Crossing the Canyon for Brain Cancer Research: An Extraordinary Experience on Many Levels

October 21, 2016

Grand Canyon South Rim
Grand Canyon

The Grand Canyon is one of the seven natural wonders of the world.  Its breathtaking rock layers tell our planet’s history.  Over five million people a year visit this spectacular and twisted carving in the earth.  They come to the Canyon to celebrate birthdays, anniversaries and other milestones in their lives.   For a group of 18 hikers, including myself, we crossed the Canyon, rim to rim in one day, for brain cancer research.  Some of us ran it, most of us hiked it, all of us successfully completed the crossing with a renewed sense of purpose and hope (despite a few blisters and varying levels of physical exhaustion!)

“We have an unknown distance yet to run, an unknown river to explore,” said John Wesley Powell, an American naturalist who led a geographic expedition to explore the Colorado River and the Grand Canyon in 1869.

Fortunately, we knew a lot more than Powell when we began our descent into darkness at 5 am from the North Rim. We all had trained for the 23.5 mile hike that crosses the Colorado River, but trust me, there were still a lot of unknowns.  First and foremost:  Would our group make it out unscathed?  Trail signs warned us, “Down is optional; Up is Mandatory.”  Over 250 people have to be rescued from the Canyon each year.

Crossing the Canyon for Brain Cancer Research team pose for a photo at 5 am before they start their descent into the Canyon from the North Rim.  

I was eager to start this journey.  I didn't think about whether or not I could make it - I had to make it, there was no other option.  I wanted to honor the tenacity and grit of my sister Dana who died of brain cancer at the age of 31.  I wanted to share stories of Dana’s life and legacy with her daughter Kati.  I wanted to dedicate stretches of my hike to friends in the brain tumor community who have faced this hideous disease and have inspired others.  I wanted to raise critical research dollars to help 3000 Miles to a Cure and ABC2 (Accelerate Brain Cancer Cure) speed new treatments for brain cancer patients. 

Crossing the Colorado River.

Twelve hours after we began hiking, the last few steps out of the Grand Canyon on the Bright Angel Trail were exhilarating and bittersweet.  Thirty years ago, when my sister Dana and I were in our early 20’s, we took a trip out West to visit the Grand Canyon.  After a fun night of camping on the South Rim, the next morning we decided to just hike the Bright Angel Trail…no water, no preparation, nothing!  The trek seemed easy for a while, until we got to Plateau Point and realized we had to climb all the way back up before sunset.  I was on the verge of heatstroke and Dana was begging other hikers for water.  Yes, we were idiots.  We trudged our way back up in time and laughed at our foolish attempt to be cool hiker girls.  We promised we would return to the Canyon one day. Sadly, that never happened.  I miss my sister. I'm sure she was with me in spirit (and she probably made the last few miles even harder just to kick my behind!)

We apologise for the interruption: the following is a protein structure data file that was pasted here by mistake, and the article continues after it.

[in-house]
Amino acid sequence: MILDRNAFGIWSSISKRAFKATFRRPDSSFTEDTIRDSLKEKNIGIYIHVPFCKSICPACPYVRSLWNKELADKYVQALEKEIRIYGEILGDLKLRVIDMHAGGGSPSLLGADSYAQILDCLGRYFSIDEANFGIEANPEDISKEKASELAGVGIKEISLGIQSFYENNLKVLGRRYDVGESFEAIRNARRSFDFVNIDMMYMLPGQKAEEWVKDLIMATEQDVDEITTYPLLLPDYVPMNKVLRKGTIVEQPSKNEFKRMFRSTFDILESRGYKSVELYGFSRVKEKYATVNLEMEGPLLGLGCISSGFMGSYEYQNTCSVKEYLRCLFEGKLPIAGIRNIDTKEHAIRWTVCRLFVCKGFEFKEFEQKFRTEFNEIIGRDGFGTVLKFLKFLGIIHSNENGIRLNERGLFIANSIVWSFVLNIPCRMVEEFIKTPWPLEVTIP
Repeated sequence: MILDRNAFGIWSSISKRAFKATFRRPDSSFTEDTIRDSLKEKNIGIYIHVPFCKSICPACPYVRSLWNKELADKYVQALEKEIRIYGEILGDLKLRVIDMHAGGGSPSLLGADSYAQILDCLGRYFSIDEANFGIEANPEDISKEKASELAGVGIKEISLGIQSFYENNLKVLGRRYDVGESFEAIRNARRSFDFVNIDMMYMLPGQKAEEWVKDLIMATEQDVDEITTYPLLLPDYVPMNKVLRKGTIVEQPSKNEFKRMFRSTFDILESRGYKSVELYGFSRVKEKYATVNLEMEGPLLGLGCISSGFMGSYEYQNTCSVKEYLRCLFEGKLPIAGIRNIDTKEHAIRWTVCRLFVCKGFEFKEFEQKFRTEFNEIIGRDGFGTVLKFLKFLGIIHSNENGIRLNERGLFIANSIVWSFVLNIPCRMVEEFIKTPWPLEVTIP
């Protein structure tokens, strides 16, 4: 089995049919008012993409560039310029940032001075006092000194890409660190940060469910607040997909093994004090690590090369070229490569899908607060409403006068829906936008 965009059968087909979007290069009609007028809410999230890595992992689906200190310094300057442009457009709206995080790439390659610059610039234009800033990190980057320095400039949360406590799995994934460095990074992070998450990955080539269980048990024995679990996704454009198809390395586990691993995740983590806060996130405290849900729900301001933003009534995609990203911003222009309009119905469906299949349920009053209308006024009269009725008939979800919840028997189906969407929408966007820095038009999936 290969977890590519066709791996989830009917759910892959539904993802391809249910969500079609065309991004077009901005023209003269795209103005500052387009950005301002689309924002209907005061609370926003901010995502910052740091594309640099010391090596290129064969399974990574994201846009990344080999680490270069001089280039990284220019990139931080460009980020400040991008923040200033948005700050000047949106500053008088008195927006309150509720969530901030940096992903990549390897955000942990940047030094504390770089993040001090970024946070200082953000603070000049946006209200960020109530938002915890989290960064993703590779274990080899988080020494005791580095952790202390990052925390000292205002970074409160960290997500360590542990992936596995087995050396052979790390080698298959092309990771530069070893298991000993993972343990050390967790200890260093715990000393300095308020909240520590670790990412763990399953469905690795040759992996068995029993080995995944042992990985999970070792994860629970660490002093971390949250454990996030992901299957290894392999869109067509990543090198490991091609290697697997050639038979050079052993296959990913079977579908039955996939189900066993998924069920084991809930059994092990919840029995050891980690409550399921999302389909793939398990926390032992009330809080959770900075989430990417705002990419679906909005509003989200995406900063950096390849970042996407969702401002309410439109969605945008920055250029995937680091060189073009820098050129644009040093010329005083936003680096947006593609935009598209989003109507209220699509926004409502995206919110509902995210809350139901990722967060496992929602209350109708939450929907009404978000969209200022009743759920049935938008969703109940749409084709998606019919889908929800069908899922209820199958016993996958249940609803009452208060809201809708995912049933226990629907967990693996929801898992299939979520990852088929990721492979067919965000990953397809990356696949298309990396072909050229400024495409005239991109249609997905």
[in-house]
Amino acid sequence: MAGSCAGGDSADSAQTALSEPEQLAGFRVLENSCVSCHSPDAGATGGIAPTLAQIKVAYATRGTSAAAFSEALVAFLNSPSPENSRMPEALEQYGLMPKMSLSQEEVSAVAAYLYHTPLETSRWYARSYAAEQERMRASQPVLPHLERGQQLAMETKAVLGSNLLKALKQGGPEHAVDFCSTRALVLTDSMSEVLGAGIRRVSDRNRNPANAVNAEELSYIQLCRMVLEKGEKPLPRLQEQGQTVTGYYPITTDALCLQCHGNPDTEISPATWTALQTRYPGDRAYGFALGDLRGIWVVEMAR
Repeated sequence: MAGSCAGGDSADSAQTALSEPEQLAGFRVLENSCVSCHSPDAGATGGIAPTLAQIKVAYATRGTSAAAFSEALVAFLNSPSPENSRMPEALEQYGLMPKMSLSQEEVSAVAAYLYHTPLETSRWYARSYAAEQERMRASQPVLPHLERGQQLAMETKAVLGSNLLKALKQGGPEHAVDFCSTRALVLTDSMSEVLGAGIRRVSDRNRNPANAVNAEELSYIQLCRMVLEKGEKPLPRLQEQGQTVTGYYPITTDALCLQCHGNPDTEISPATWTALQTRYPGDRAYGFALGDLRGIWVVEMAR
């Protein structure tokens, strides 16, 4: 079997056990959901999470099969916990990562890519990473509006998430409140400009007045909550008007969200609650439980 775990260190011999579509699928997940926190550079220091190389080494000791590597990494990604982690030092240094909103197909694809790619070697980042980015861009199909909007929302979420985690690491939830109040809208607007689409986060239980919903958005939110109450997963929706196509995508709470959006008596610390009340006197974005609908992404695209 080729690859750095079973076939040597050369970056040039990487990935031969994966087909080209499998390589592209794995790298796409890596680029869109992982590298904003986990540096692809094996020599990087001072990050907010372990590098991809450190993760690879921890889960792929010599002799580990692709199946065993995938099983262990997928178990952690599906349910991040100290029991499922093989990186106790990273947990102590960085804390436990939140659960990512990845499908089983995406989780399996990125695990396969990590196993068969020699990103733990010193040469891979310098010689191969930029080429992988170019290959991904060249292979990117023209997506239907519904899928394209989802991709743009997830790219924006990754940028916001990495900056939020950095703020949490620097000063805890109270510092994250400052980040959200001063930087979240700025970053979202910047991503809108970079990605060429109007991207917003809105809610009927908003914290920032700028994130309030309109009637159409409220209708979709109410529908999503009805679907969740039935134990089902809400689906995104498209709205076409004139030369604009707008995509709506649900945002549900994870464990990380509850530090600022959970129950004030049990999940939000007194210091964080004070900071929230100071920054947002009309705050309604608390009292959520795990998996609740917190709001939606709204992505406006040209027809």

Nike with her sister Dana (left) and their friend Lee (right) at the Grand Canyon in 1986.

I am grateful to Maria and Lucia Parker from 3000 Miles to a Cure for leading this expedition and introducing me to so many passionate and committed individuals, including the amazing team at Primacy.  Primacy is a digital agency that is developing an innovative virtual reality platform for cause-driven organizations like 3000 Miles to A Cure and ABC2 to share our missions and tell our real-life stories in more compelling ways. They shot 360 degree video in the Canyon and interviewed a number of us.  As the project develops, I’ll be providing updates. 

The Crossing the Canyon 2016 team.

I will forever carry street cred that I crossed the Grand Canyon, Rim to Rim!  Most importantly, I'll carry with me the conversations I had with my fellow hikers who had lost someone to this hideous disease or that had encountered other struggles in their lives, but found hope and healing through this communal experience.

Nike Beddow is the Director of Communications and Partnerships at ABC2.  On October 11, 2016, she hiked the Grand Canyon, rim to rim, with the 3000 Miles To A Cure team and this is her story.